Locals: Mickey Babcock

Mickey Babcock was a self-professed “princess” the first time she came to Jackson Hole.

Mickey Babcock

Interview by Lila Edythe

Photograph by Bradly J. Boner

MICKEY BABCOCK WAS a self-professed “princess” the first time she came to Jackson Hole. It was 1983, and her trip here marked her first time sleeping in a tent and her first time backpacking. “It was two weeks of hell, and I couldn’t wait to come back,” says Babcock, sixty-three. “I came out here expecting to be treated like a princess and this land doesn’t do that.” Trip leader Lucius Burch Jr., who was a leading civil rights lawyer in Memphis, Tennessee, when not introducing friends to the wild, didn’t mince words explaining to Babcock how things were out here: “Mother Nature doesn’t give a rat’s ass who you are.” Babcock hasn’t missed a summer in the valley since and moved here full-time in 2004. She relocated with seed money saved from selling her Memphis interior design business, and her plan was to found a new business here. Fast-forwarding to the present, there is no shortage of designers working in the valley, though Babcock is not one of them. Her seed money instead went to philanthropy. “Instead of starting another business, I decided I’d start a foundation,” she says. Babcock’s Equipoise Fund works to energize the vision, voice, and visibility of the women and girls of Wyoming.

Q: What is the essence of you that your first trip here revealed?
A: Earthy, salty, compassionate. Committed. There are the things that you think you are, but this place makes you really face who you are.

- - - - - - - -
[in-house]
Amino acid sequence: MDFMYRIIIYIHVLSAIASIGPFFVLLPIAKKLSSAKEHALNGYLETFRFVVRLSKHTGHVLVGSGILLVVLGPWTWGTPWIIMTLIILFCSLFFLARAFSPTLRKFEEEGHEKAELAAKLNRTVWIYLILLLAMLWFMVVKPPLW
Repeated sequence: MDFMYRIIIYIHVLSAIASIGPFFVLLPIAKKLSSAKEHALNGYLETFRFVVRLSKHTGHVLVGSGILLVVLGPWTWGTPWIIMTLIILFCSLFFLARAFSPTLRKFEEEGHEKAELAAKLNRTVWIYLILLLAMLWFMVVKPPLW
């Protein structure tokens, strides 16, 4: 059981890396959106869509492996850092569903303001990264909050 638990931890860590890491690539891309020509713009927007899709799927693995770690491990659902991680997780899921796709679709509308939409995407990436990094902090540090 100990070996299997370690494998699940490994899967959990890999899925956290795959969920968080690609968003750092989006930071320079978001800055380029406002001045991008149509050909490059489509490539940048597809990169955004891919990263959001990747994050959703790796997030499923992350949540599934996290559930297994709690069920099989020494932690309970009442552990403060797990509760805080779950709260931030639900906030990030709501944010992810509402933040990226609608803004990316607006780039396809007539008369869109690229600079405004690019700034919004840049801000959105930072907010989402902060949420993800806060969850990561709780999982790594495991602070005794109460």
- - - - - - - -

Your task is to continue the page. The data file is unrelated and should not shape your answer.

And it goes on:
Q: Why direct some of your commitment toward girls and women?
A: I’ve always been drawn to the underdog.

Q: Were you ever an underdog for reasons other than being female?
A: Yes, I was bullied in elementary school and the first year of junior high. I just never really fit in but tried hard to be one of the “cool girls.” Those early experiences, coupled with the ethic of my grandparents—all four of them were immigrants from Poland—to “give” fostered my own giving ethic.

Q: Growing up with this ethic you still considered yourself a princess?
A: I perceive of my “self” in Memphis as a princess, as I lived a very privileged life. I had a thriving design practice and had a lovely home. I might have finally made it as a “cool girl.” And I took much of this privileged lifestyle for granted.

Q: Equipoise focuses on getting programs and groups out on their own. Why do that instead of holding onto them?
A: For the first two years of Equipoise, we didn’t do any funding. I traveled the state doing listening tours and meeting with folks who had roots serving women. I learned there were groups out there doing good work, but there wasn’t a connection, no binder. It seemed the thing to do was to help jump-start the binding. Part of Equipoise’s niche is to listen to good ideas and see what we can do to get them going and then let them fly on their own.

Q: When do you know an idea is ready to fly on its own?
A: There’s no formula, but it’s apparent when the time comes.

Q: What’s left in Equipoise’s house?
A: We’ve fledged all of our chicks except for the Wyoming Women’s Legislative Caucus. We’re positioning it to spin off on its own by 2017.

Q: Are you looking for new programs?
A: I’m at a place where I need to think about what Equipoise looks like going forward. I recently realized that what Equipoise set out to do, it has happened. The landscape that I traveled when doing the listening tours has changed. Now I need to understand what the new landscape looks like and understand what I need to do to serve that new landscape.

Q: Advice for aspiring philanthropists?
A: Philanthropy doesn’t have to be money; it can be about energy.